Who are the 25 greatest players in NBA history? I asked that question in an informal poll of several—and a few former—B/R Featured Columnists. I took the responses and awarded 25 points for a first place vote, 24 for a second and so on.
Why do that? Because in one sense "greatness" is not a singular achievement. I might think I have the world's greatest dad, but that's just me. To determine the actual "world's greatest dad," there would need to be "professional"/nominated examples and some sort of consensus opinion on them. The same goes for the greatest NBA players of all time.
Dozens of factors come into play, and prioritizing wins, stats, rings, MVPs, playoff stats, scoring, rebounding and so on. The general value of the various things vary from person to person as some attribute more to winning and others to personal play.
All of these different priorities, stats and so on get jumbled together into a giant nebulous of ambiguousness called "greatness," and we end up with the prevailing opinion of greatness. Then, of course, we determine whether people are "overrated" or "underrated" concerning our own personal opinion of where the rest of the world is wrong.
Absent more of a collective opinion, how can you even say who is overrated or underrated? That's why I took to the email machine to poll our Featured Columnists. By compiling an actual list of a collected opinion, it gives some room to consider where people are generally rated in the first place.
Then too, the larger the consensus opinion the more it might cause one to reconsider their own positions. If it doesn't it might mean a closed mind. If a number of reasonably informed people share a similar position and yours differs, it might be possible that the one "overrating" or "underrating" is the minority.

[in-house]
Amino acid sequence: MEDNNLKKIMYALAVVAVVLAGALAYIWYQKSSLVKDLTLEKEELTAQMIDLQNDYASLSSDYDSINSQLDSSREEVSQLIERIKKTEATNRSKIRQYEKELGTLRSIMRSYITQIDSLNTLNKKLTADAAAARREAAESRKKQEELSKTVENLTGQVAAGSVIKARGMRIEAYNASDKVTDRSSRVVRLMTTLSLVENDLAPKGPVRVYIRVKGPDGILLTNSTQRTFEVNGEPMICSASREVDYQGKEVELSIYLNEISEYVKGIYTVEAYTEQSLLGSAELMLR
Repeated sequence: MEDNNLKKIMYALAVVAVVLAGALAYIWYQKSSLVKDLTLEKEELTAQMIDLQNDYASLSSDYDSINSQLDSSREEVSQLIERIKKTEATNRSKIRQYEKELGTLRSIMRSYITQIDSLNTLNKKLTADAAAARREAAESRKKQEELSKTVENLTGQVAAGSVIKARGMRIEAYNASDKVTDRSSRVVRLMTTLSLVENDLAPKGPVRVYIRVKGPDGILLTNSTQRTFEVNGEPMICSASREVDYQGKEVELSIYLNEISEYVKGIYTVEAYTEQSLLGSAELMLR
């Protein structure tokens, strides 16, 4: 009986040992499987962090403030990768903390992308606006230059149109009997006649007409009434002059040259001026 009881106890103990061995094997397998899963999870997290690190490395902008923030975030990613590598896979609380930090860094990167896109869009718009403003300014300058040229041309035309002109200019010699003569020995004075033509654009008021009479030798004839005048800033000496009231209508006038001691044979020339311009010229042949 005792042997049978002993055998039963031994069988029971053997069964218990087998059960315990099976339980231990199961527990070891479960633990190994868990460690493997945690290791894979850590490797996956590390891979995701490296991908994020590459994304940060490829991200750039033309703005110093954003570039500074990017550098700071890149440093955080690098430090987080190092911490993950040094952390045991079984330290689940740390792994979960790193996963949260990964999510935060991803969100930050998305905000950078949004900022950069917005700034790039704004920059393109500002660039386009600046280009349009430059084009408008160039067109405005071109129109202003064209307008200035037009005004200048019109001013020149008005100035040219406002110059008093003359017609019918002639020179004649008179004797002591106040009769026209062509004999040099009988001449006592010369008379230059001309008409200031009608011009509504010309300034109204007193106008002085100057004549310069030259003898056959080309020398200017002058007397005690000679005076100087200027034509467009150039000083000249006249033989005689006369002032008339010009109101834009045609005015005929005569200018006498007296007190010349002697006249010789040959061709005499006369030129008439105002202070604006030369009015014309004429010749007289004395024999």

However, because this is more of a consensus process, I will stipulate one thing. If there are at least a net 10 mentions that a player should be higher or lower, I will move them up or down one spot.
What I received in response were a number of lists. On these lists there were a total of exactly 50 players named, so my top 25 became a top 50. In some ways there was a great deal of continuity on the lists and in some ways there was a variety, as the 50 names might suggest.
Following are the 50 names in the order of the votes they received in reverse order. In cases of ties I used the HOF Rating from basketball-reference to serve as the tie-breaker.
Thanks to Ethan Norof, Chris Houston, Matthew Brown, Will Danielson, Faizon Quarashi, Brian Chapatta and Andrew Bock for submitting their top 25.